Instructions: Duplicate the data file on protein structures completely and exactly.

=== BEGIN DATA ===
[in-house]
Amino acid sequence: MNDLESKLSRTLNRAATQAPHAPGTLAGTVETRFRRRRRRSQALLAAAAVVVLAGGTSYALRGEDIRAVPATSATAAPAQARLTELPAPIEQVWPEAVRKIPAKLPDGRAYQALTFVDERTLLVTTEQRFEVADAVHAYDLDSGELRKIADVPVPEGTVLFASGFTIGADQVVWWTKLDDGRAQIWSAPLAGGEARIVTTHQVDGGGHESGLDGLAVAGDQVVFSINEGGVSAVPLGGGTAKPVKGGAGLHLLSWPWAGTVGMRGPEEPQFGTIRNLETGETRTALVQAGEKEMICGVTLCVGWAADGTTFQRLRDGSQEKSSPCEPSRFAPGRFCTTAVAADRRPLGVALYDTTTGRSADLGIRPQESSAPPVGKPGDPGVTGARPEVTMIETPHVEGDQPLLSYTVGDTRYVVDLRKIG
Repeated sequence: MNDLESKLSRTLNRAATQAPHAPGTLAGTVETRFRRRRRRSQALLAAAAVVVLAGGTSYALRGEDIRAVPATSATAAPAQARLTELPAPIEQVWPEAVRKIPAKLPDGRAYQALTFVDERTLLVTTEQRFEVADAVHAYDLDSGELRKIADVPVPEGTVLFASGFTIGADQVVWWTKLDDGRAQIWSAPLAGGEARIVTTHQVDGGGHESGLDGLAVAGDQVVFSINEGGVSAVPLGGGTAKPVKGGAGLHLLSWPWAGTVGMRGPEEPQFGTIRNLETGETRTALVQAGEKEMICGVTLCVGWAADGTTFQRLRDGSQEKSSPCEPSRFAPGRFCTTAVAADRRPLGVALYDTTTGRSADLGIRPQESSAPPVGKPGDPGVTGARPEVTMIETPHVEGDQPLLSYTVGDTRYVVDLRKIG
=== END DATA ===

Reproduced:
[in-house]
Amino acid sequence: MNDLESKLSRTLNRAATQAPHAPGTLAGTVETRFRRRRRRSQALLAAAAVVVLAGGTSYALRGEDIRAVPATSATAAPAQARLTELPAPIEQVWPEAVRKIPAKLPDGRAYQALTFVDERTLLVTTEQRFEVADAVHAYDLDSGELRKIADVPVPEGTVLFASGFTIGADQVVWWTKLDDGRAQIWSAPLAGGEARIVTTHQVDGGGHESGLDGLAVAGDQVVFSINEGGVSAVPLGGGTAKPVKGGAGLHLLSWPWAGTVGMRGPEEPQFGTIRNLETGETRTALVQAGEKEMICGVTLCVGWAADGTTFQRLRDGSQEKSSPCEPSRFAPGRFCTTAVAADRRPLGVALYDTTTGRSADLGIRPQESSAPPVGKPGDPGVTGARPEVTMIETPHVEGDQPLLSYTVGDTRYVVDLRKIG
Repeated sequence: MNDLESKLSRTLNRAATQAPHAPGTLAGTVETRFRRRRRRSQALLAAAAVVVLAGGTSYALRGEDIRAVPATSATAAPAQARLTELPAPIEQVWPEAVRKIPAKLPDGRAYQALTFVDERTLLVTTEQRFEVADAVHAYDLDSGELRKIADVPVPEGTVLFASGFTIGADQVVWWTKLDDGRAQIWSAPLAGGEARIVTTHQVDGGGHESGLDGLAVAGDQVVFSINEGGVSAVPLGGGTAKPVKGGAGLHLLSWPWAGTVGMRGPEEPQFGTIRNLETGETRTALVQAGEKEMICGVTLCVGWAADGTTFQRLRDGSQEKSSPCEPSRFAPGRFCTTAVAADRRPLGVALYDTTTGRSADLGIRPQESSAPPVGKPGDPGVTGARPEVTMIETPHVEGDQPLLSYTVGDTRYVVDLRKIG